In my dream, a man was acting inappropriately toward myself and a friend.  Panicked, I searched my friend’s face asking myself “is she okay with this?  Is she okay?”  In my head, I heard a voice respond:
“Are you?
Then I woke up.

The dream became both a revelation to me and a call to action.  I felt that God had spoken directly to my heart, encouraging me to respect my own inner voice, to stand up for that deepest part of me I so often ignore.

I recently started reading Joan Didion’s book Slouching Toward Bethlehem.  In it is an essay entitled “On Self Respect.”  There she writes:

“If we do not respect ourselves we are… peculiarly in thrall to everyone we see, curiously determined to live out – since our own self-image is untenable – their false notions of us.  We flatter ourselves by thinking this compulsion to please others an attractive trait: a gist for imaginative empathy, evidence of our own willingness to give.  Of course I will play Francesca to your Paolo, Helen Keller to anyone’s Anne Sullivan: no expectation is too misplaced, no role too ludicrous.  At the mercy of those we cannot but hold in contempt, we play roles doomed to failure before they are begun, each defeat generating fresh despair at the urgency of divining and meeting the next demand made upon us.
“It is the phenomenon sometimes called ‘alienation from self.’ In its advanced stages, we no longer answer the telephone, because someone might want something; that we could say no without drowning in self-reproach is an idea alien to this game.  Every encounter demands too much, tears the nerves [and] drains the will… To free us from the expectations of others, to give us back to ourselves – there lies the great, the singular power of self-respect.”

I’d never before considered what the words “self-respect” really meant.  But as I sat there, meditating on the lines before me, it occurred to me that self-respect was just that: respect of self.  It’s the act of asking myself what actions I’d most like to take and what roles I’d like to play.  It’s the act of divining my own interests and meeting my own expectations.  It’s the act of respecting myself – my own thoughts and feelings, wants and desires, just as much as I respect others and being just as willing to meet my own needs as I am to meet theirs.   Self respect is the act of paying attention and giving myself a voice.

It’s declining the invitation to the party I don’t want to attend.
It’s refusing to help with the project I’m too busy for.
It’s expressing my true feelings to those with whom I disagree.
It’s telling my friend where I’d like to go to lunch.

Self-respect doesn’t mean I’ll never put someone else’s needs before my own but it does mean evaluating and honoring the needs of both parties equally.  When asked to do something I don’t want to do, there are two possible reasons I might do it anyway.  The first involves laying aside my own desires because I love and want to be there for my friend.  In this way, the “self” who at first didn’t want to help finds the desire to do so out of love.  The second involves laying aside my own desires because I feel obligated to help my friend whom I fear will be angry or disappointed if I don’t.  In this scenario, the “self” who didn’t want to help is ignored, bullied and forced into service… not just by the friend, but also by our own “outward self” who wasn’t willing to treat the needs of the “inward self” with the same consideration and regard as for the friend.   Ignoring our own inner voice in an effort to pacify or placate someone else is to attempt to take responsibility for the emotions or feelings of those we are not responsible for to the detriment of the only one we are responsible for: ourselves. In this way, we are not just neglectful of ourselves, but actively harmful – wounding our own souls and teaching ourselves that we are of less value than those around us.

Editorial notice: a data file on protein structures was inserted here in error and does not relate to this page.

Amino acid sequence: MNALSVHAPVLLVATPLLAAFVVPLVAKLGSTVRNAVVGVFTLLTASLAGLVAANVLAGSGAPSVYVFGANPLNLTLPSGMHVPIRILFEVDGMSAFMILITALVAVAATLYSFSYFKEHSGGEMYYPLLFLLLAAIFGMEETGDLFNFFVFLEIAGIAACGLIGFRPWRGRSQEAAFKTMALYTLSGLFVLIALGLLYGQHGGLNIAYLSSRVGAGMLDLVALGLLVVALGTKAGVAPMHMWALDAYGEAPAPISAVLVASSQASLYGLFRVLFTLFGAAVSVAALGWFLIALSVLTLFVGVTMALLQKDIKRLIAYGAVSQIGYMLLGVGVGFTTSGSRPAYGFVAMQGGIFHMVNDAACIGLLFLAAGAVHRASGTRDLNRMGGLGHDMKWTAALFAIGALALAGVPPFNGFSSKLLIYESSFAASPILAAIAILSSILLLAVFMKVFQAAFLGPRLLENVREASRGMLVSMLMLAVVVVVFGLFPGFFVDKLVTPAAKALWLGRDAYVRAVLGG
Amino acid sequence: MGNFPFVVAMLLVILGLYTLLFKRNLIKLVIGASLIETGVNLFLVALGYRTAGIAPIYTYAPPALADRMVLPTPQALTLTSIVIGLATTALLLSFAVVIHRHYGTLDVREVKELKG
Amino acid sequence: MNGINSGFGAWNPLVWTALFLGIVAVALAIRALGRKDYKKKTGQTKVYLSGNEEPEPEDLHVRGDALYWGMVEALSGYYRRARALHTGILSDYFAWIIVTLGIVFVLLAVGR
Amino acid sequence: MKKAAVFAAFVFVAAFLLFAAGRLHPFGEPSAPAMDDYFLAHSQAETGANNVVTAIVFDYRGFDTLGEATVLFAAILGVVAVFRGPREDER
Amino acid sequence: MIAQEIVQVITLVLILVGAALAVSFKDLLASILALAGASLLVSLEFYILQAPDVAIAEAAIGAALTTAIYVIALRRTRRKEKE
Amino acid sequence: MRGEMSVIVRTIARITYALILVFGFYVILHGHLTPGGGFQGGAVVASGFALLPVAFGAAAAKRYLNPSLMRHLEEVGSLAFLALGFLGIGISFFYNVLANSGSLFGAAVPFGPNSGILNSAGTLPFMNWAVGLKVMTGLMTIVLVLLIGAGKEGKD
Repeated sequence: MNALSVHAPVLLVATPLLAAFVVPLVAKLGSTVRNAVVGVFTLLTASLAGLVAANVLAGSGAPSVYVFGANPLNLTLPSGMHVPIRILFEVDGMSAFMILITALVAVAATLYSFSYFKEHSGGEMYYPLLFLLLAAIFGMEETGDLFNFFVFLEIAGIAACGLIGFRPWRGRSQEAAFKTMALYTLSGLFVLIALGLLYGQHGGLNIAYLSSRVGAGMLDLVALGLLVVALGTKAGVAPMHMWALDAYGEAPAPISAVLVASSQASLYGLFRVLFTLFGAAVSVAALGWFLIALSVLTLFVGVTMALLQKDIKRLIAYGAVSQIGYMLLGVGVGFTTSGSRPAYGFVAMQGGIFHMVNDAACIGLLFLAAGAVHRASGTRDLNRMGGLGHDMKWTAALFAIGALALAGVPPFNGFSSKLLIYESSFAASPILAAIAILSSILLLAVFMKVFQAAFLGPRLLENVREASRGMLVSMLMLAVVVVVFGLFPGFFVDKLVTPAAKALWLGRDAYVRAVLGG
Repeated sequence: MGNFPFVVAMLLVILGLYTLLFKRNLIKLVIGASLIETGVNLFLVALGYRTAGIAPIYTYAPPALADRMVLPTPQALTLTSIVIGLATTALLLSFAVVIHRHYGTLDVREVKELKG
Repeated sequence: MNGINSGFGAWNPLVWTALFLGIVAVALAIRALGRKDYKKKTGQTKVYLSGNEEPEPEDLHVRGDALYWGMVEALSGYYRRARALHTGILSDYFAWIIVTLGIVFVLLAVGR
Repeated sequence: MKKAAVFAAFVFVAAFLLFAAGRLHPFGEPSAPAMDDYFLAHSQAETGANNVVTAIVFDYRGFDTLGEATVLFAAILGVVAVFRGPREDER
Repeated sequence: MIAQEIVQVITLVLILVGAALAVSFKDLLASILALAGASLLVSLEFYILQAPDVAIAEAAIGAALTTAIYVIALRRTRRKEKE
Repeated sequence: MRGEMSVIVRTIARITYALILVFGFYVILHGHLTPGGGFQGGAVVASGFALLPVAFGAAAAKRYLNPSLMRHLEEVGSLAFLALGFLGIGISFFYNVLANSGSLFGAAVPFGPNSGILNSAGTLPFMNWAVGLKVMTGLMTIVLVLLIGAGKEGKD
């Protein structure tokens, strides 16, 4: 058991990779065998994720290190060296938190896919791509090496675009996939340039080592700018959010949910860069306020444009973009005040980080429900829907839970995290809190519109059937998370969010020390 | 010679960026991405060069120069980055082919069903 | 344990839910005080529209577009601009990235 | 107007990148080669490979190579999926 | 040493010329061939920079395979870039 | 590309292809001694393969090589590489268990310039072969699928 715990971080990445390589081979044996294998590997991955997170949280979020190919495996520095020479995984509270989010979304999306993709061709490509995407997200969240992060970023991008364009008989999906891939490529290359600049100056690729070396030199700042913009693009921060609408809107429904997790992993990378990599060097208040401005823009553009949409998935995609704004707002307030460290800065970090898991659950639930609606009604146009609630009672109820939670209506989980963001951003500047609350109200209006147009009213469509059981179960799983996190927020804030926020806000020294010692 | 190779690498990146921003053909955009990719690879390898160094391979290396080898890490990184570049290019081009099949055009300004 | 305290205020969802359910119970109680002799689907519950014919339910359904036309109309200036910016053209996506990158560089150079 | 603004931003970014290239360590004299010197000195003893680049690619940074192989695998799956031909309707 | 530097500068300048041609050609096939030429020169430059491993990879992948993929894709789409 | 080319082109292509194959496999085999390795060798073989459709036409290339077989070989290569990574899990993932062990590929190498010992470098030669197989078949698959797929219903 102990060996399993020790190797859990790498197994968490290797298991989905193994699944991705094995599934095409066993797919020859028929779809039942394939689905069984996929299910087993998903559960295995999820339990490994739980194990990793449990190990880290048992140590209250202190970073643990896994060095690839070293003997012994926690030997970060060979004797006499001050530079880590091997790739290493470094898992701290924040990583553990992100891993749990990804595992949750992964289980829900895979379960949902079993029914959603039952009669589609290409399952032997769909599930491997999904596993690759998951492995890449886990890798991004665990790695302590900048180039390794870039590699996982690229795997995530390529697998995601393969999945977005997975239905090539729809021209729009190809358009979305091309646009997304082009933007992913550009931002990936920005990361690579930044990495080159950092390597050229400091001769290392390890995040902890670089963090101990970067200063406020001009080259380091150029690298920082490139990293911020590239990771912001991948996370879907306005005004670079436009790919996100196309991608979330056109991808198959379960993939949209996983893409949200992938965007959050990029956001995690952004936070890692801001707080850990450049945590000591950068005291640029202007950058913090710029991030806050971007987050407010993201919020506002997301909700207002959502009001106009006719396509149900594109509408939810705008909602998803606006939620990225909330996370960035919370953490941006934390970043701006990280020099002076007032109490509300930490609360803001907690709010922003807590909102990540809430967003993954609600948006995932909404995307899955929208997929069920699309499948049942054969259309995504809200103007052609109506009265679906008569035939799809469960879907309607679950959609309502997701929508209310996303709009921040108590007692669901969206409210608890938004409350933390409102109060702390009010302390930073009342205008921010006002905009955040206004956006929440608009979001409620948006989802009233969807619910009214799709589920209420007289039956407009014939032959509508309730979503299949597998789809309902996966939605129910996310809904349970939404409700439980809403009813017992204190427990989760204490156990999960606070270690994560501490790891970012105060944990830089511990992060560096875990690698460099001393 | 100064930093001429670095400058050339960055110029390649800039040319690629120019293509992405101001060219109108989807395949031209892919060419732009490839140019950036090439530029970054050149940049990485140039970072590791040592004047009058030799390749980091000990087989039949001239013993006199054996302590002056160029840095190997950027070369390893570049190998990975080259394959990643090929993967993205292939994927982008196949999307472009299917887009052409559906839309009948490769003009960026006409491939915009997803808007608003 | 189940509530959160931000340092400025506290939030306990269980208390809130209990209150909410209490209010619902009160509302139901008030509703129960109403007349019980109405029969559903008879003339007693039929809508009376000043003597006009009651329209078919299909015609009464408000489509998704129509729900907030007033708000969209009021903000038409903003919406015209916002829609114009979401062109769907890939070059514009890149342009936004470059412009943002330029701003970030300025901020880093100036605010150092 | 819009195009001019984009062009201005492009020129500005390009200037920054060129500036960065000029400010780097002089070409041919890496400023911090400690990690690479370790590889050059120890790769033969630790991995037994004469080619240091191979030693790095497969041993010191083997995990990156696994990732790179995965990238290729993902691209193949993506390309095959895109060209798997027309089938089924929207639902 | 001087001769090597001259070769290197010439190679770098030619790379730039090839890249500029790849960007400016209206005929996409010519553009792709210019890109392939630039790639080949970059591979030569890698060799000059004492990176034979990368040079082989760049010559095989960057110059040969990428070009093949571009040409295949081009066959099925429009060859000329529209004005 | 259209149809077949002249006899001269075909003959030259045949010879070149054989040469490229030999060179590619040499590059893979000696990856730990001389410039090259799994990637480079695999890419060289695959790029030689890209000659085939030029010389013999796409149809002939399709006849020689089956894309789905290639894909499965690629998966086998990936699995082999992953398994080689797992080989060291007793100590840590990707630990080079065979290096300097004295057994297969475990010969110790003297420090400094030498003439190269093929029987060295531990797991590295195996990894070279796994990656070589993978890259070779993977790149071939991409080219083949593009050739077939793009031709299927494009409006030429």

I’ve come to believe that self-respect does not require us to think ourselves wonderful or better than anyone else. It does not require that we ignore our own failings or discount our own flaws.  Self-respect simply requires that we listen and respond.  Listen to the inner voice and be just as considerate and gracious toward our own desires as we are toward those of other people.  Listen to our thoughts and feelings and be willing to express them openly and honestly.   Listen to our conscience and follow the guidance that we find there.  It’s the act of giving ourselves permission and finding the courage to advocate for our own best interests.  It’s the act of loving and honoring our deepest, truest selves and insisting that our outer “self” protect and reflect our inner “self.”

It’s becoming our own sanctuary.

Years ago, I had a dream in which I stood unclothed before a friend.  I felt embarrassed and uncomfortable, but compelled to stand there, exposed and vulnerable.  I had forgotten all about this dream until somewhat recently, when the image from the dream came to me with the following words:

“Some day I will stand before you, naked and unashamed.
Not because you have created a safe place for me,
But because I have.”


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